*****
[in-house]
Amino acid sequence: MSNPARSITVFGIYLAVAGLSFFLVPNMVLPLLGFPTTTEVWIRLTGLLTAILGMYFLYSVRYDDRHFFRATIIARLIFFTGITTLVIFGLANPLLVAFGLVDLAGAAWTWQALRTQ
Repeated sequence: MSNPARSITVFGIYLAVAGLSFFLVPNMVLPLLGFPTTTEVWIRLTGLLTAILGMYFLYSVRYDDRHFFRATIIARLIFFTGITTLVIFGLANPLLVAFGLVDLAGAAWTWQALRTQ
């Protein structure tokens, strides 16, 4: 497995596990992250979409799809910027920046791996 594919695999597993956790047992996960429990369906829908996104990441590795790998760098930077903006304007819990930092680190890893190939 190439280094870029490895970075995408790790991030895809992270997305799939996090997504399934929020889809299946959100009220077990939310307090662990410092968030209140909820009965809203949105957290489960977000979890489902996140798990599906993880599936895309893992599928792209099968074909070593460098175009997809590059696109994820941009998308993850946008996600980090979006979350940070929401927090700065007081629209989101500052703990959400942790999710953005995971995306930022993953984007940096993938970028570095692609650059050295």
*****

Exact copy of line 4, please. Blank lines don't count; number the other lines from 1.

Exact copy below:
């Protein structure tokens, strides 16, 4: 497995596990992250979409799809910027920046791996 594919695999597993956790047992996960429990369906829908996104990441590795790998760098930077903006304007819990930092680190890893190939 190439280094870029490895970075995408790790991030895809992270997305799939996090997504399934929020889809299946959100009220077990939310307090662990410092968030209140909820009965809203949105957290489960977000979890489902996140798990599906993880599936895309893992599928792209099968074909070593460098175009997809590059696109994820941009998308993850946008996600980090979006979350940070929401927090700065007081629209989101500052703990959400942790999710953005995971995306930022993953984007940096993938970028570095692609650059050295």